Phineas and Ferb News

Phineas and Ferb to End Summer This June


I don’t know about any of you but, when I was in public school, I averaged about 70 days of summer vacation a year.  This explains the tinge of jealousy I feel whenever I hear the theme song for Phineas and Ferb proclaim, “There’s 104 days of summer vacation…”  Realizing that the boys have somehow managed to stretch a single summer over 7 ½ years, 223 episodes, and one movie, my jealousy is replaced by a respectful awe.  (I can only presume their repeated tinkering with the laws of physics has resulted in an alteration of the very fabric of time.)  But summer vacation loses its sense of freedom unless you know it will one day end.  Phineas and Ferb held it at bay as long as they could but, on June 12th oddly enough, the last day of summer arrives.

Phineas and Ferb and the Gang

Cheer up, gang! You had a heck of a run.

Phineas and Ferb officially premiered on September 28th, 2007 in order to answer the age old question:  How can kids keep themselves entertained over summer vacation?  The series was very formulaic right from that very first episode.  (And no, I don’t know how you can be formulaic before there is a formula to follow.  It just was, ok?).  But it was formulaic in the good way.  Formulaic like the best cartoons of the Golden Age of Animation; using a formula as a base of familiarity in which to mix in outlandish situations, physics-defying logic, and clever jokes.  Formulaic in a tongue-in-cheek manner that mocks its own use of formula.  Formulaic while seeing just how far the formula can be diluted before it fails.

Phineas and Ferb go over some blueprints.

Hmmm, maybe I should have gone with a blueprint metaphor instead of a formula one.

With the phrase, “Ferb, I know what we’re going to do today,” Phineas would set himself, his brother, and their friends on a daily quest to make the most of the freedom each day of summer offered them.  Most quests were colossal in design, ambitious to say the least, and dangerous if you stopped to think about it.  They also required an enormous amount of resources, an extremely high level of technical expertise, and a disregard for physics as we currently understand it (although I suspect we just have yet to obtain Ferb’s level of understanding).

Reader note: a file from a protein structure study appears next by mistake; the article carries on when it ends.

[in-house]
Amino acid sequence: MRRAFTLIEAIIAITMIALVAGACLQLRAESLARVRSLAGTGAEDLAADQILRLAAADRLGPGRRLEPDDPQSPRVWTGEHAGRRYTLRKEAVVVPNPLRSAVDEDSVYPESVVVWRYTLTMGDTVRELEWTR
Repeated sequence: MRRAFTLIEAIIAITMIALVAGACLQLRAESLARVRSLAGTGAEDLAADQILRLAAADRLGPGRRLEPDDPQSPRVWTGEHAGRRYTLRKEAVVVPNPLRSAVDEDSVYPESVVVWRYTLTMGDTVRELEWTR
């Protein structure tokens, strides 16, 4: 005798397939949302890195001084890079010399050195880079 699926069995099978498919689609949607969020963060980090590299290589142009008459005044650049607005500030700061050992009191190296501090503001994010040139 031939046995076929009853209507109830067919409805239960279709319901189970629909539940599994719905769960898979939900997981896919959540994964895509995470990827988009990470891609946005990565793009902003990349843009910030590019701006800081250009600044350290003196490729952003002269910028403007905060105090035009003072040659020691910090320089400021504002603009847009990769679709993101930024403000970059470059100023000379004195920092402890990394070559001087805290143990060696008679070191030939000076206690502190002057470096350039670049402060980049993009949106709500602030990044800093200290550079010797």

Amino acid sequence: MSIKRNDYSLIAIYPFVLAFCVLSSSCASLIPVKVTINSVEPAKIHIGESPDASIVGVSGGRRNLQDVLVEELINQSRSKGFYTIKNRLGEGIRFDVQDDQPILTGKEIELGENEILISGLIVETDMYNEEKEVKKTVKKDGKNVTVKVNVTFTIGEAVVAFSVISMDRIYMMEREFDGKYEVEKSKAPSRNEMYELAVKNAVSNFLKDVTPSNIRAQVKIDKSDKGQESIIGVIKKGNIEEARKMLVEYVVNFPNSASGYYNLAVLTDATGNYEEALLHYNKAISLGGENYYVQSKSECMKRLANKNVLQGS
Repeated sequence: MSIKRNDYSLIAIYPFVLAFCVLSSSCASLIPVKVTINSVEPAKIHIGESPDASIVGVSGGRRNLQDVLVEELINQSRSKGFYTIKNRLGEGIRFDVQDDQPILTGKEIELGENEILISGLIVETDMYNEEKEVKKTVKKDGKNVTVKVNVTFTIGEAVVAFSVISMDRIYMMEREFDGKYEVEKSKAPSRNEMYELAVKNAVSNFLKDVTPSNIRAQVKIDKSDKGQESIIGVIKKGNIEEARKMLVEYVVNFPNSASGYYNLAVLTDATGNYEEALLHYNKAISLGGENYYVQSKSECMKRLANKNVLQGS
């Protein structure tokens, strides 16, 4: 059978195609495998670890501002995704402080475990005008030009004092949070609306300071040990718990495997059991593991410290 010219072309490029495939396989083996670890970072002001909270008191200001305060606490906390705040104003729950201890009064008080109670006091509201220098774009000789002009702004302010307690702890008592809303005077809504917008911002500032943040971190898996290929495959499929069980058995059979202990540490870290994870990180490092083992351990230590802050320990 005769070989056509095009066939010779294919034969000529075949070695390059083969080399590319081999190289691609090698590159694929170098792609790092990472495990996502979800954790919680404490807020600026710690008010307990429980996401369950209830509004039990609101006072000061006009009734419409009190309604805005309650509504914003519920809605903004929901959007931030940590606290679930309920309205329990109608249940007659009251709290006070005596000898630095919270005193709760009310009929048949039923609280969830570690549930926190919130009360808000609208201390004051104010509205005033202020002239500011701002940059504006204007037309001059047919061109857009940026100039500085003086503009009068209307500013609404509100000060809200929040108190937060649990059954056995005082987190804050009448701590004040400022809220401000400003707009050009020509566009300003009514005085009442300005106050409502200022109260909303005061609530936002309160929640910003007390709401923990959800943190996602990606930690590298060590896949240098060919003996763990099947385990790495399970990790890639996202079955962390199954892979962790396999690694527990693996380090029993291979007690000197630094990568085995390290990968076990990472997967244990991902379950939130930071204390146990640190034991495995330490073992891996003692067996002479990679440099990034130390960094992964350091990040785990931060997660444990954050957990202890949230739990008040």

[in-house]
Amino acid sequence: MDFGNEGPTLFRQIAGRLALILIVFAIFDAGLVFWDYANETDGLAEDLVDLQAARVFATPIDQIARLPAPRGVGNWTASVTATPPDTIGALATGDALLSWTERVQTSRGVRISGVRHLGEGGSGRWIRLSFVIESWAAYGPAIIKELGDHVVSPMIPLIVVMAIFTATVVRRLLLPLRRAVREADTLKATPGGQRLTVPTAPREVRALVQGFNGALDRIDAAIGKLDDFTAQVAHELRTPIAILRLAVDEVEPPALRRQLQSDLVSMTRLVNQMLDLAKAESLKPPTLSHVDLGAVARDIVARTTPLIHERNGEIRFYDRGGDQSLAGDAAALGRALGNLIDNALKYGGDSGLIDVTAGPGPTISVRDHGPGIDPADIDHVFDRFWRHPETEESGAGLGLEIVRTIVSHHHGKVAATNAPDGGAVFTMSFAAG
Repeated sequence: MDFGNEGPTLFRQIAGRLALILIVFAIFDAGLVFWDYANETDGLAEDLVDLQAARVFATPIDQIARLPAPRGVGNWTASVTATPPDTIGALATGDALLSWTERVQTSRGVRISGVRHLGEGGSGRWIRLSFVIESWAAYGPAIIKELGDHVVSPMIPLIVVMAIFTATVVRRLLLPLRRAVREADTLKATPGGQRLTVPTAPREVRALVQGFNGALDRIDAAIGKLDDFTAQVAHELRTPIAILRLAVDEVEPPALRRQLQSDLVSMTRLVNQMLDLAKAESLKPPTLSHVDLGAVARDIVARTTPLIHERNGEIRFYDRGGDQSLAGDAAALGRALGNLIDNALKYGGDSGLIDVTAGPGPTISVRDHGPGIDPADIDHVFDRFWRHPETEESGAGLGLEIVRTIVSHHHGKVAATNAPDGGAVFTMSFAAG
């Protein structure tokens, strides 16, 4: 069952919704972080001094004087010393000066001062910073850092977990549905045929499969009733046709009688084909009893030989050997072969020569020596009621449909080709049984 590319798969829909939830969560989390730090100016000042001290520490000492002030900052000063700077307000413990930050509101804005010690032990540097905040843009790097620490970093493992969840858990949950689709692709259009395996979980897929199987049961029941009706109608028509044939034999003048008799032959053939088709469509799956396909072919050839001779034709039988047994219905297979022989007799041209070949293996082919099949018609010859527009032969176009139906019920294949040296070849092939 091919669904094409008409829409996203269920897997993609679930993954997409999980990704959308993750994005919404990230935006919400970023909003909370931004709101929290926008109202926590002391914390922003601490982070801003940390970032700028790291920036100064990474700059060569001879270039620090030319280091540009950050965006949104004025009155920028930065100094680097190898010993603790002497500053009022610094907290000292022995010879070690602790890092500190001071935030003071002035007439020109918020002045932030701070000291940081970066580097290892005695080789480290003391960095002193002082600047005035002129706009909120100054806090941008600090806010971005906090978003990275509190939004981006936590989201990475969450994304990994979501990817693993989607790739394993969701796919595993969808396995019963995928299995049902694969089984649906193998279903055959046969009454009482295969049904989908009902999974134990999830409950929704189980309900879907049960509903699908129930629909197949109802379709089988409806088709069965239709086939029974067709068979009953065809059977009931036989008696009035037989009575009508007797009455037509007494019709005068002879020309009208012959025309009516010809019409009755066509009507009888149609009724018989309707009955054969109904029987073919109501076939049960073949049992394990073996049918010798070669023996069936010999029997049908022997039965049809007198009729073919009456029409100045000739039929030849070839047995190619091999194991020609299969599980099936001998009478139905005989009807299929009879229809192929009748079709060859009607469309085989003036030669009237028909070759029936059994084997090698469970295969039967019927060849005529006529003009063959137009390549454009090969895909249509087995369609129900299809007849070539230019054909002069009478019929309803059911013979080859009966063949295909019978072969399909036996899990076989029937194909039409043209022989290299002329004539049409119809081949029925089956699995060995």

Phineas and Ferb in the Chupacopter.

Phineas and Ferb try out their latest creation.

For every plan the boys hatched, older sister Candace would be on hand to rat them out.  Or try to anyway.  Part of the fun was trying to predict how all trace of the boys’ escapades would be obliterated moments before Candace was able to get their mother to check in on them.  It wasn’t that Phineas and Ferb were intentionally trying to hide anything from their parents or thought they were doing anything wrong.  They even seemed oblivious to the fact that Candace was trying to get them busted.  Phineas and Ferb simply went about their business and somehow fate would intervene to prevent them from getting caught.

Failing to bust Phineas and Ferb.

Candace realizing that there is nothing to show her mother…again.

In parallel to the kids’ escapades, each summer day also saw a second, independent but often intertwined, story unfold.  These tales involved the family’s pet platypus, Perry.  Perry is, in fact, a secret agent working for the O.W.C.A (Organization Without a Cool Acronym).  As Phineas and Ferb are keeping themselves entertained, Perry is off thwarting the evil schemes of Dr. Heinz Doofenshmirtz.  Dr. Doofenshmirtz may be my favourite incompetent villain of all time.  Despite having the intelligence to create some pretty impressive ‘-inators’ (as in the deflate-inator, the ugly-inator, and the misbehave-inator), his evil schemes are surreal in their ineptitude.  Take into account that he is a lonely divorcee trying his best to be a good father to his teenage daughter and even his nemesis Perry can’t help but be sympathetic towards him.

Phineas and Ferb: Agent P and Doof

Dr. Doofenshmirtz and Agent P in a more amicable moment.

As a fan of hand-drawn animation and a parent with two daughters, I am very grateful for Phineas and Ferb.  It was an oasis in the Disney Channel desert of tweencoms.  Like Gravity Falls (another oasis), it offered quality animation and intelligent humour that my daughters and I could enjoy together.  I’m not ashamed to admit that I was the one who was disappointed when we missed the Phineas and Ferb photo-op during our trip to Disneyworld last year.

Starting June 9th, the Disney Channel and Disney XD will air a 73 hour marathon of the series culminating in the hour long series finale titled, appropriately enough, “Last Day of Summer” on June 12th at 9:00pm ET.  If you are looking for my daughters and me, you know where to find us.

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